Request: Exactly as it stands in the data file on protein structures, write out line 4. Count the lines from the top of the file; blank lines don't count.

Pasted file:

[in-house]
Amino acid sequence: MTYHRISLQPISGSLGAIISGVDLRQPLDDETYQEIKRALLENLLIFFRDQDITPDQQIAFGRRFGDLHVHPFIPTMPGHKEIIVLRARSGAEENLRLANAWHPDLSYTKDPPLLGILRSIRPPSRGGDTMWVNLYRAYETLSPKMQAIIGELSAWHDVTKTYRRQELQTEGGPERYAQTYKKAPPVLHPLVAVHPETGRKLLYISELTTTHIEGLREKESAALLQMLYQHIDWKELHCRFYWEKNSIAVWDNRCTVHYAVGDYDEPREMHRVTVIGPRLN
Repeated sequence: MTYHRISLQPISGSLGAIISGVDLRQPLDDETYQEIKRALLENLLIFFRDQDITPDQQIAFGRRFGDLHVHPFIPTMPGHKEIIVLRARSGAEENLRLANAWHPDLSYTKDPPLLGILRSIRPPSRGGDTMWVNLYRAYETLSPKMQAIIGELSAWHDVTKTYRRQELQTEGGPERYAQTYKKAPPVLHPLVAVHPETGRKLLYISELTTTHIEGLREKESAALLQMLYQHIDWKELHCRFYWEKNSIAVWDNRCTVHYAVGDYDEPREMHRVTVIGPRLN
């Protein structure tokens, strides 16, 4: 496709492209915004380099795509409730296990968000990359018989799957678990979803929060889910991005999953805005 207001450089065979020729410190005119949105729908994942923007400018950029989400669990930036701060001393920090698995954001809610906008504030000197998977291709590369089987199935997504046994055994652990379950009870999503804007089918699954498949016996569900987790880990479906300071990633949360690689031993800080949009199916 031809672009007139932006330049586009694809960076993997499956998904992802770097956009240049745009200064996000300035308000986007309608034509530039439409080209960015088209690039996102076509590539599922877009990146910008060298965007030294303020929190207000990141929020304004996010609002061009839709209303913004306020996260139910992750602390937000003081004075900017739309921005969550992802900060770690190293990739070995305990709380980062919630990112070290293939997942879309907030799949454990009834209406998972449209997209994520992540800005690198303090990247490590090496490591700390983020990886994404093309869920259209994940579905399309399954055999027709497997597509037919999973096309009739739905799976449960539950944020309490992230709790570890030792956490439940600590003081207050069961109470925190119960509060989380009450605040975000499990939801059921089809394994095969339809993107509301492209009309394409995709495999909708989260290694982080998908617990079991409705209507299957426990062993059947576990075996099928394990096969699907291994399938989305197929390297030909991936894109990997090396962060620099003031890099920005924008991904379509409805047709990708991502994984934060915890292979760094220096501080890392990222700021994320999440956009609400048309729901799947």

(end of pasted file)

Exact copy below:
């Protein structure tokens, strides 16, 4: 496709492209915004380099795509409730296990968000990359018989799957678990979803929060889910991005999953805005 207001450089065979020729410190005119949105729908994942923007400018950029989400669990930036701060001393920090698995954001809610906008504030000197998977291709590369089987199935997504046994055994652990379950009870999503804007089918699954498949016996569900987790880990479906300071990633949360690689031993800080949009199916 031809672009007139932006330049586009694809960076993997499956998904992802770097956009240049745009200064996000300035308000986007309608034509530039439409080209960015088209690039996102076509590539599922877009990146910008060298965007030294303020929190207000990141929020304004996010609002061009839709209303913004306020996260139910992750602390937000003081004075900017739309921005969550992802900060770690190293990739070995305990709380980062919630990112070290293939997942879309907030799949454990009834209406998972449209997209994520992540800005690198303090990247490590090496490591700390983020990886994404093309869920259209994940579905399309399954055999027709497997597509037919999973096309009739739905799976449960539950944020309490992230709790570890030792956490439940600590003081207050069961109470925190119960509060989380009450605040975000499990939801059921089809394994095969339809993107509301492209009309394409995709495999909708989260290694982080998908617990079991409705209507299957426990062993059947576990075996099928394990096969699907291994399938989305197929390297030909991936894109990997090396962060620099003031890099920005924008991904379509409805047709990708991502994984934060915890292979760094220096501080890392990222700021994320999440956009609400048309729901799947």